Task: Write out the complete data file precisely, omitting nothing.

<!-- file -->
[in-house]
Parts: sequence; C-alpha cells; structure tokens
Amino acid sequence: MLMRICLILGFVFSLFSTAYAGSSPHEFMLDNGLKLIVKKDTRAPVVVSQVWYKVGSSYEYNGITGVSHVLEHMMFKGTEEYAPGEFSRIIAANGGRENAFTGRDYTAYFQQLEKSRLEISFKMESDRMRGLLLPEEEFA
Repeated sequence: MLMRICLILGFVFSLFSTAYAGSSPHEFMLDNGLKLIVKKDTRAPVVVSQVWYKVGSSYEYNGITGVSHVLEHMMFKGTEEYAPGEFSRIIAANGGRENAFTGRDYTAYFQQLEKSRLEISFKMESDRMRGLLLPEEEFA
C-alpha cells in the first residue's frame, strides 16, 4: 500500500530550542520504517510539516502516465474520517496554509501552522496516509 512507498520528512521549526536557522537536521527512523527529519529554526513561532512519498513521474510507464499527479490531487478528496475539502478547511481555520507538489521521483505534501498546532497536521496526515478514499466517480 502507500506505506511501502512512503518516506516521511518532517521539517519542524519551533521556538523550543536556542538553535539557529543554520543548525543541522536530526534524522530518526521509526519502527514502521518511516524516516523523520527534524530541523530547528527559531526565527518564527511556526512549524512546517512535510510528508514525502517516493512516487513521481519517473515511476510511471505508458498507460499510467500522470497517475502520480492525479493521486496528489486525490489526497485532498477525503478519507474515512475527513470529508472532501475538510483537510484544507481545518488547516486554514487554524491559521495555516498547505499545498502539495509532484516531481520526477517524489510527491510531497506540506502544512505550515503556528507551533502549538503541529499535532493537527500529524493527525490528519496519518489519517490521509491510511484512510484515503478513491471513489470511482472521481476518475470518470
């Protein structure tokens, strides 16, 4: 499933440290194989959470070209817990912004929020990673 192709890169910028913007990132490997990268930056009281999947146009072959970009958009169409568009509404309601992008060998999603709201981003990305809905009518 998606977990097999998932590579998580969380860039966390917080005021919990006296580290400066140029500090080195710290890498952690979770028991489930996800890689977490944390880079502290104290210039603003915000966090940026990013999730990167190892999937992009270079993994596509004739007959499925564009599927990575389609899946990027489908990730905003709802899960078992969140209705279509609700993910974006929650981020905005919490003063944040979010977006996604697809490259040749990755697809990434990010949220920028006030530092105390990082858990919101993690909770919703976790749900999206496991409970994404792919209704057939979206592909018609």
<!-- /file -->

[in-house]
Parts: sequence; C-alpha cells; structure tokens
Amino acid sequence: MLMRICLILGFVFSLFSTAYAGSSPHEFMLDNGLKLIVKKDTRAPVVVSQVWYKVGSSYEYNGITGVSHVLEHMMFKGTEEYAPGEFSRIIAANGGRENAFTGRDYTAYFQQLEKSRLEISFKMESDRMRGLLLPEEEFA
Repeated sequence: MLMRICLILGFVFSLFSTAYAGSSPHEFMLDNGLKLIVKKDTRAPVVVSQVWYKVGSSYEYNGITGVSHVLEHMMFKGTEEYAPGEFSRIIAANGGRENAFTGRDYTAYFQQLEKSRLEISFKMESDRMRGLLLPEEEFA
C-alpha cells in the first residue's frame, strides 16, 4: 500500500530550542520504517510539516502516465474520517496554509501552522496516509 512507498520528512521549526536557522537536521527512523527529519529554526513561532512519498513521474510507464499527479490531487478528496475539502478547511481555520507538489521521483505534501498546532497536521496526515478514499466517480 502507500506505506511501502512512503518516506516521511518532517521539517519542524519551533521556538523550543536556542538553535539557529543554520543548525543541522536530526534524522530518526521509526519502527514502521518511516524516516523523520527534524530541523530547528527559531526565527518564527511556526512549524512546517512535510510528508514525502517516493512516487513521481519517473515511476510511471505508458498507460499510467500522470497517475502520480492525479493521486496528489486525490489526497485532498477525503478519507474515512475527513470529508472532501475538510483537510484544507481545518488547516486554514487554524491559521495555516498547505499545498502539495509532484516531481520526477517524489510527491510531497506540506502544512505550515503556528507551533502549538503541529499535532493537527500529524493527525490528519496519518489519517490521509491510511484512510484515503478513491471513489470511482472521481476518475470518470
């Protein structure tokens, strides 16, 4: 499933440290194989959470070209817990912004929020990673 192709890169910028913007990132490997990268930056009281999947146009072959970009958009169409568009509404309601992008060998999603709201981003990305809905009518 998606977990097999998932590579998580969380860039966390917080005021919990006296580290400066140029500090080195710290890498952690979770028991489930996800890689977490944390880079502290104290210039603003915000966090940026990013999730990167190892999937992009270079993994596509004739007959499925564009599927990575389609899946990027489908990730905003709802899960078992969140209705279509609700993910974006929650981020905005919490003063944040979010977006996604697809490259040749990755697809990434990010949220920028006030530092105390990082858990919101993690909770919703976790749900999206496991409970994404792919209704057939979206592909018609």